At these convention there are hardly any jokers for sale. There was only one French dealer, Jean-Pierre Godard, who had some jokers with him but I didn't see any special one that would fit this spot. So....... back to Miriam's collection again!

There must still be some 9000 jokers left and they are divided over 12 folders, with names like "women", "heads", "standing" (2x) or "double image". But there's one separate, vintage American book-like holder with the title My Card Collection. During the mini joker collectors convention at my home in early July a lot of the jokers from that holder found their way to the collections of Jelle, John, Fred or Ronald, but they left this one untouched. Maybe it's a common enough one, but I like the design anyway. The cheering suit kids brought a smile to my face.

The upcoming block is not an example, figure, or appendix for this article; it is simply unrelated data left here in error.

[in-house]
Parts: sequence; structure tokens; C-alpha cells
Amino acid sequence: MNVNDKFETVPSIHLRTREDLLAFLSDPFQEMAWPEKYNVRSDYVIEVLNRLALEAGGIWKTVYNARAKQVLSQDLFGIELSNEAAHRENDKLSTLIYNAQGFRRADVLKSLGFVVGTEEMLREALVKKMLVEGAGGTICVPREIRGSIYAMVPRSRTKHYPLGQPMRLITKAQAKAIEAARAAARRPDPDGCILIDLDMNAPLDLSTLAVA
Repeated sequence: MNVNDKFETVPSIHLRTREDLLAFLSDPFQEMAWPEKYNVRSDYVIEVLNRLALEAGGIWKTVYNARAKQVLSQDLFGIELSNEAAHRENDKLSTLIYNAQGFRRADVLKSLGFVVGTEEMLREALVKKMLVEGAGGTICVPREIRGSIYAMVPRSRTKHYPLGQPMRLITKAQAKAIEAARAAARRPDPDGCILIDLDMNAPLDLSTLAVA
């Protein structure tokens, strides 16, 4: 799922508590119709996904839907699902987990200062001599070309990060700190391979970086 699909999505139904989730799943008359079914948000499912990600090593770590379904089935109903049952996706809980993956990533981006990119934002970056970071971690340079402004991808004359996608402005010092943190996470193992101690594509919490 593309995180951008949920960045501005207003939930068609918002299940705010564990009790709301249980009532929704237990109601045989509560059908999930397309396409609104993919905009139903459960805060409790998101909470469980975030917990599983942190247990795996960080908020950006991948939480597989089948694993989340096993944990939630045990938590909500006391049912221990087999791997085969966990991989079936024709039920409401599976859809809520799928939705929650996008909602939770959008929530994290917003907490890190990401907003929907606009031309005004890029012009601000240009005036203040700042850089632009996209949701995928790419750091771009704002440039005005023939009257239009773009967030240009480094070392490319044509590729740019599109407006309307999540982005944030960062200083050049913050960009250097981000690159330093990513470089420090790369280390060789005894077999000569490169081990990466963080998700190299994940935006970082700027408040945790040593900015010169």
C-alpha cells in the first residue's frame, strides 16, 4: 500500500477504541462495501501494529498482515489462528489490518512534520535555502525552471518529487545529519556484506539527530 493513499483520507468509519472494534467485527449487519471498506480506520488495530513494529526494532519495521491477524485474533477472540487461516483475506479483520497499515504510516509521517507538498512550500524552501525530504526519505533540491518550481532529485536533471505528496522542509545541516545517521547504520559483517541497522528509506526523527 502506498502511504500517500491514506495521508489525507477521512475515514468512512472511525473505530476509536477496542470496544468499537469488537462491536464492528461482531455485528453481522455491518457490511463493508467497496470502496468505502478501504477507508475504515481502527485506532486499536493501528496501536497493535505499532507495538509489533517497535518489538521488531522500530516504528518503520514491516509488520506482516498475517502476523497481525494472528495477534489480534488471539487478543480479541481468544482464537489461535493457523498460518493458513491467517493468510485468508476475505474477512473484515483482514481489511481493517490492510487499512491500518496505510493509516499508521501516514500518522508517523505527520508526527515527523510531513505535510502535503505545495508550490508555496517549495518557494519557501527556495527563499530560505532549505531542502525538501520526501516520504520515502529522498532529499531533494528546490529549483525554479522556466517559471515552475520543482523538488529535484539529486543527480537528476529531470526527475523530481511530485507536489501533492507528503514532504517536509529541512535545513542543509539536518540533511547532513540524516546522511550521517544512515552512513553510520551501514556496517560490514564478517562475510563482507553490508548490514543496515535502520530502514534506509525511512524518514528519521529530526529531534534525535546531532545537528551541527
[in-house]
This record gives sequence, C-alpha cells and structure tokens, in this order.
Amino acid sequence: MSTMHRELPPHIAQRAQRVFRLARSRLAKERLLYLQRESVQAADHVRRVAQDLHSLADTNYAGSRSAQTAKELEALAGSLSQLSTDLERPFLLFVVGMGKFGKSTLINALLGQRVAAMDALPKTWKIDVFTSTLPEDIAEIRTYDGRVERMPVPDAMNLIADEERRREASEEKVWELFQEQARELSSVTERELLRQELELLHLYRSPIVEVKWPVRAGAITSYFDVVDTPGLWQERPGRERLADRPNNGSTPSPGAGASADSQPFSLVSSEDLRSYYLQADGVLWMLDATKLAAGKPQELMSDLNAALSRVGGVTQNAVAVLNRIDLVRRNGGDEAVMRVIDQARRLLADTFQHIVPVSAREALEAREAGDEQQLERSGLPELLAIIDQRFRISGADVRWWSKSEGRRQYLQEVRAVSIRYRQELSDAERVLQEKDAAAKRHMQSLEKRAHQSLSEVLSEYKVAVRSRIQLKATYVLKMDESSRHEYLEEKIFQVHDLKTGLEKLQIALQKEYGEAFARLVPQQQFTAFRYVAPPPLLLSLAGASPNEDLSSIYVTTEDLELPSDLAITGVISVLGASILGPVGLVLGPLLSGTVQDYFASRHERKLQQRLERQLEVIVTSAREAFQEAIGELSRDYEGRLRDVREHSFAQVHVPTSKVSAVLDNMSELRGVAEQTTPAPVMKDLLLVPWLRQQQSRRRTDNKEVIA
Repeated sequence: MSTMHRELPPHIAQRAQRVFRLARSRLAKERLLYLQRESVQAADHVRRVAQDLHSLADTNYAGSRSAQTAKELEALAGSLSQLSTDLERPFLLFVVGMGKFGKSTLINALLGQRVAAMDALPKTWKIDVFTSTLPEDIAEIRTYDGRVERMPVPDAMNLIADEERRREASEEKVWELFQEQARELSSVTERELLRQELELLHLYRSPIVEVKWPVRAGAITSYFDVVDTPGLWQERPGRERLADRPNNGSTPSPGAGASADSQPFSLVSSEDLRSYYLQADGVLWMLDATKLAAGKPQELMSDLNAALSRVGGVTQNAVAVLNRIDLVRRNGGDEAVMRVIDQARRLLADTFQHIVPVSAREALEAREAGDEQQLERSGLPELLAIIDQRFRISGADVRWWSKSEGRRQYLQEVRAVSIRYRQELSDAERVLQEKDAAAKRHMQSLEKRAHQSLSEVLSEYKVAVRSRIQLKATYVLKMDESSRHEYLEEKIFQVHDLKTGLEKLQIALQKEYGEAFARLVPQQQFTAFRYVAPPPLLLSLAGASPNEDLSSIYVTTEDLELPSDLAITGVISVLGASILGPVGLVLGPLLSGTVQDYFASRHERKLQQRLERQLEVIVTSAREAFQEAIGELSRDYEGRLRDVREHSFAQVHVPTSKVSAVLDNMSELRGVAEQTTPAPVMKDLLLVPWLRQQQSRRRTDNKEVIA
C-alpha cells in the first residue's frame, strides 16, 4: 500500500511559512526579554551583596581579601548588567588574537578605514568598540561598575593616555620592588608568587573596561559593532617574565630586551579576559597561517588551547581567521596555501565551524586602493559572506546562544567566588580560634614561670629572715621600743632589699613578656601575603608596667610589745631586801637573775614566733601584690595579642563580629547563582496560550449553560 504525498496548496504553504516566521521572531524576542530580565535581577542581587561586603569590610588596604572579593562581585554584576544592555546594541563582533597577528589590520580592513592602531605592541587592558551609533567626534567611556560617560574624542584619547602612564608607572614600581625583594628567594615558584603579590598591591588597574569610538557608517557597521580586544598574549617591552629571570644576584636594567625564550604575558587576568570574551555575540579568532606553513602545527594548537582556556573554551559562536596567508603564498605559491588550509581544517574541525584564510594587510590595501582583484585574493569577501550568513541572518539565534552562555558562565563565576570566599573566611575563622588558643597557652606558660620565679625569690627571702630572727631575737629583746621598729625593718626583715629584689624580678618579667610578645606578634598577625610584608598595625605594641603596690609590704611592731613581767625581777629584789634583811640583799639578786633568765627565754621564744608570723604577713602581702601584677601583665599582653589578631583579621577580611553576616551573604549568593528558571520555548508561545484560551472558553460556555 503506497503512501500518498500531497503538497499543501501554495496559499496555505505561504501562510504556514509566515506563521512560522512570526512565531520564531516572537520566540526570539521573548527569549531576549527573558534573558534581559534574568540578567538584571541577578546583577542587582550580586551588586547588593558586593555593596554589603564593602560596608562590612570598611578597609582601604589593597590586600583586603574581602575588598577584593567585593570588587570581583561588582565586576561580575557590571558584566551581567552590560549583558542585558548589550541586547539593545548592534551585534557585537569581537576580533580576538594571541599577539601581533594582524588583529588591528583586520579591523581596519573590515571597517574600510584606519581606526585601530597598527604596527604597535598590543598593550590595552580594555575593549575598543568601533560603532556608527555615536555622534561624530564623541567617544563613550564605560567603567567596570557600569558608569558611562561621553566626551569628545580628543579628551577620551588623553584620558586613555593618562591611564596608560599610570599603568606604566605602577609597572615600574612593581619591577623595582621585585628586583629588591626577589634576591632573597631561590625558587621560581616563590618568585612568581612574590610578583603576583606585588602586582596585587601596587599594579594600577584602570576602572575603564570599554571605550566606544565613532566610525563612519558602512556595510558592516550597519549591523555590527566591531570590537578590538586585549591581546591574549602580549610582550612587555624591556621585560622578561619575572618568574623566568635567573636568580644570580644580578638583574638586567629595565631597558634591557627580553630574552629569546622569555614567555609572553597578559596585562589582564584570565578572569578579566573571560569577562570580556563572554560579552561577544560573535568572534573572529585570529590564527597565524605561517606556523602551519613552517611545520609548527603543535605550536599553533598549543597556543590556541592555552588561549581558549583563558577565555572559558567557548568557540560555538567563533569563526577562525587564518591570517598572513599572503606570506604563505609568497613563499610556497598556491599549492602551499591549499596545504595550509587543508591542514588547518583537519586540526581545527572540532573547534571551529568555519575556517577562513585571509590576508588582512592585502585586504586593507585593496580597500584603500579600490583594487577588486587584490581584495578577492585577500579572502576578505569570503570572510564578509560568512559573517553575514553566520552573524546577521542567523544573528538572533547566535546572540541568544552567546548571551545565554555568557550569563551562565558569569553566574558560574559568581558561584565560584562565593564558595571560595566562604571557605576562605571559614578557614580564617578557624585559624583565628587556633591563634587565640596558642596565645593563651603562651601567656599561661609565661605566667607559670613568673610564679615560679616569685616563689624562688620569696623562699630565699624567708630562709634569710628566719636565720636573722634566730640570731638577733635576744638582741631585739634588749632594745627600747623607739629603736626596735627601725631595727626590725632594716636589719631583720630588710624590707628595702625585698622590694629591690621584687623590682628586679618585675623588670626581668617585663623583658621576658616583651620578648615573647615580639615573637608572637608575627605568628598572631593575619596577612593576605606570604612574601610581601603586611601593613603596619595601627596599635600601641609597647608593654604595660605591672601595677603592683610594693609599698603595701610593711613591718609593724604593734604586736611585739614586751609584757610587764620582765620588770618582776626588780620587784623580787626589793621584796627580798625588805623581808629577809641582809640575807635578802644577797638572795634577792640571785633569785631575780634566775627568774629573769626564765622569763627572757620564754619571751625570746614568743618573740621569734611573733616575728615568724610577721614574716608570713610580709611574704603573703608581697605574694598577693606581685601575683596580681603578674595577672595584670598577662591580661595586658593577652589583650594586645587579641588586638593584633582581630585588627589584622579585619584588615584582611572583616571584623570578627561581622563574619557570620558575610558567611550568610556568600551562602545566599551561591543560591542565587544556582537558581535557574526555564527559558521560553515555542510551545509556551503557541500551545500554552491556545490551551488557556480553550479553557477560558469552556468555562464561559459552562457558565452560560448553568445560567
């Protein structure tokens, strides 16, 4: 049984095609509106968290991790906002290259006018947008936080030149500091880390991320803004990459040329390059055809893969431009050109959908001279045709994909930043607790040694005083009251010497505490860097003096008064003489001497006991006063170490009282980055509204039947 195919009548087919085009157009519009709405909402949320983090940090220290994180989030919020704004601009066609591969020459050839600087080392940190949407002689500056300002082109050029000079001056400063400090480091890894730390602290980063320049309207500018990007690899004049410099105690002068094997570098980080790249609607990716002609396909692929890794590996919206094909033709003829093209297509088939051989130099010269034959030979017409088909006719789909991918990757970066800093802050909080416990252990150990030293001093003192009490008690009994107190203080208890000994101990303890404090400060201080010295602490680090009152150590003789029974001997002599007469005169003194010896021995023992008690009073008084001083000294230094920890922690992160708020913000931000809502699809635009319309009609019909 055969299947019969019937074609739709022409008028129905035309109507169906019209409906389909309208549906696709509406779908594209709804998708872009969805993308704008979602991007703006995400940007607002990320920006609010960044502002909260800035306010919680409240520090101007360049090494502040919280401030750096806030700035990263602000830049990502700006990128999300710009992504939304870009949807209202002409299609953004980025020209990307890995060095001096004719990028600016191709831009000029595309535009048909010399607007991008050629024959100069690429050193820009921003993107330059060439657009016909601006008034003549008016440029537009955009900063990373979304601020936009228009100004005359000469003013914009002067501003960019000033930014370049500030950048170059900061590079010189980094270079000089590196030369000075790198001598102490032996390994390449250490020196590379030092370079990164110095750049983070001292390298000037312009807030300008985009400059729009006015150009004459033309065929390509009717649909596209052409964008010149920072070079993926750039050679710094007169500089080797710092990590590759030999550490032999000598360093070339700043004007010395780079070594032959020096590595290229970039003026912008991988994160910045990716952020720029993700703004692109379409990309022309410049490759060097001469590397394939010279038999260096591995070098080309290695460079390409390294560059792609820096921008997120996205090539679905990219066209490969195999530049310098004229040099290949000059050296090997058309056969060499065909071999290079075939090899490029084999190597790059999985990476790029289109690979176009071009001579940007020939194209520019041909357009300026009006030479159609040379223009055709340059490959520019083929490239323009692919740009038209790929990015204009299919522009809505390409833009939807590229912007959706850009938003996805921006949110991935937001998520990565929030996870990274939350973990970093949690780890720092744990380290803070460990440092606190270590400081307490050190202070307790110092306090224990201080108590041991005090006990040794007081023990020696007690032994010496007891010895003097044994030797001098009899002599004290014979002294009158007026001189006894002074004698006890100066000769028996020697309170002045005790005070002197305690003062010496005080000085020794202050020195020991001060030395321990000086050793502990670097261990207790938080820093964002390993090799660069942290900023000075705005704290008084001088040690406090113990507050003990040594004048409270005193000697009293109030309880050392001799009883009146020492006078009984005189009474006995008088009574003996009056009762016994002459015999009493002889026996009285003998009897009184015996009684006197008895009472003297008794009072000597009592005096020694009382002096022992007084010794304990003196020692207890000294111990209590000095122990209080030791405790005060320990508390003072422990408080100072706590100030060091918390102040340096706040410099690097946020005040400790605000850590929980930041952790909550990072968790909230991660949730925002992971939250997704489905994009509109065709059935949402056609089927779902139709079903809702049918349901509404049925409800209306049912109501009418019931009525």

The joker comes from a deck called Auction Bridge, made by the Standard Playing Card Co. (SU8 in Hochman) in 1910.


The main event this month was the convention of the 52+Joker club in Strongsville, a sort of suburb of Cleveland. It was good to see old friends again there and at the same time meet some of the younger members. I brought some 17 decks and one single joker to sell. Sold 3 decks and the joker. Although I didn't go there with the intention to buy, I came back with..... 3 decks, 1 joker and a small profit.